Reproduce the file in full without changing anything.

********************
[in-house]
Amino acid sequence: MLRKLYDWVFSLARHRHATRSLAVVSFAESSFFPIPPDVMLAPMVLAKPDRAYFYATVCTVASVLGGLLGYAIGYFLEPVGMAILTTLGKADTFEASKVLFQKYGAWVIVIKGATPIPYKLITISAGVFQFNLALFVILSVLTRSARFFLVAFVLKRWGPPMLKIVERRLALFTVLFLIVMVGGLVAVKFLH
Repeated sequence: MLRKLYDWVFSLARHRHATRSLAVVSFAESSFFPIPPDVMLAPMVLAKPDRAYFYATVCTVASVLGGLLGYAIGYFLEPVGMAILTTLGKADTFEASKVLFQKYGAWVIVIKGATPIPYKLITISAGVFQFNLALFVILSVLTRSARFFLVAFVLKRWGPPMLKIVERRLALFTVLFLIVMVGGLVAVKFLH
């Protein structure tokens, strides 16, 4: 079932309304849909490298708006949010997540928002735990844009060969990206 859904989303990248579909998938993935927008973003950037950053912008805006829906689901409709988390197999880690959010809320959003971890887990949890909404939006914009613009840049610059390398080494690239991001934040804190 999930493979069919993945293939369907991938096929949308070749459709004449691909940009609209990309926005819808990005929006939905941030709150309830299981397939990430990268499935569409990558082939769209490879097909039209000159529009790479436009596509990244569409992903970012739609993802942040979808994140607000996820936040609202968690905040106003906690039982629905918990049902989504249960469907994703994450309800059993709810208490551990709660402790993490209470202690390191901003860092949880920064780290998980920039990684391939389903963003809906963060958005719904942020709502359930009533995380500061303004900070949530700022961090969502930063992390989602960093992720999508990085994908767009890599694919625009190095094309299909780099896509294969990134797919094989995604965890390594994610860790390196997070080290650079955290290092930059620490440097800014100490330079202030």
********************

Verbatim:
[in-house]
Amino acid sequence: MLRKLYDWVFSLARHRHATRSLAVVSFAESSFFPIPPDVMLAPMVLAKPDRAYFYATVCTVASVLGGLLGYAIGYFLEPVGMAILTTLGKADTFEASKVLFQKYGAWVIVIKGATPIPYKLITISAGVFQFNLALFVILSVLTRSARFFLVAFVLKRWGPPMLKIVERRLALFTVLFLIVMVGGLVAVKFLH
Repeated sequence: MLRKLYDWVFSLARHRHATRSLAVVSFAESSFFPIPPDVMLAPMVLAKPDRAYFYATVCTVASVLGGLLGYAIGYFLEPVGMAILTTLGKADTFEASKVLFQKYGAWVIVIKGATPIPYKLITISAGVFQFNLALFVILSVLTRSARFFLVAFVLKRWGPPMLKIVERRLALFTVLFLIVMVGGLVAVKFLH
């Protein structure tokens, strides 16, 4: 079932309304849909490298708006949010997540928002735990844009060969990206 859904989303990248579909998938993935927008973003950037950053912008805006829906689901409709988390197999880690959010809320959003971890887990949890909404939006914009613009840049610059390398080494690239991001934040804190 999930493979069919993945293939369907991938096929949308070749459709004449691909940009609209990309926005819808990005929006939905941030709150309830299981397939990430990268499935569409990558082939769209490879097909039209000159529009790479436009596509990244569409992903970012739609993802942040979808994140607000996820936040609202968690905040106003906690039982629905918990049902989504249960469907994703994450309800059993709810208490551990709660402790993490209470202690390191901003860092949880920064780290998980920039990684391939389903963003809906963060958005719904942020709502359930009533995380500061303004900070949530700022961090969502930063992390989602960093992720999508990085994908767009890599694919625009190095094309299909780099896509294969990134797919094989995604965890390594994610860790390196997070080290650079955290290092930059620490440097800014100490330079202030």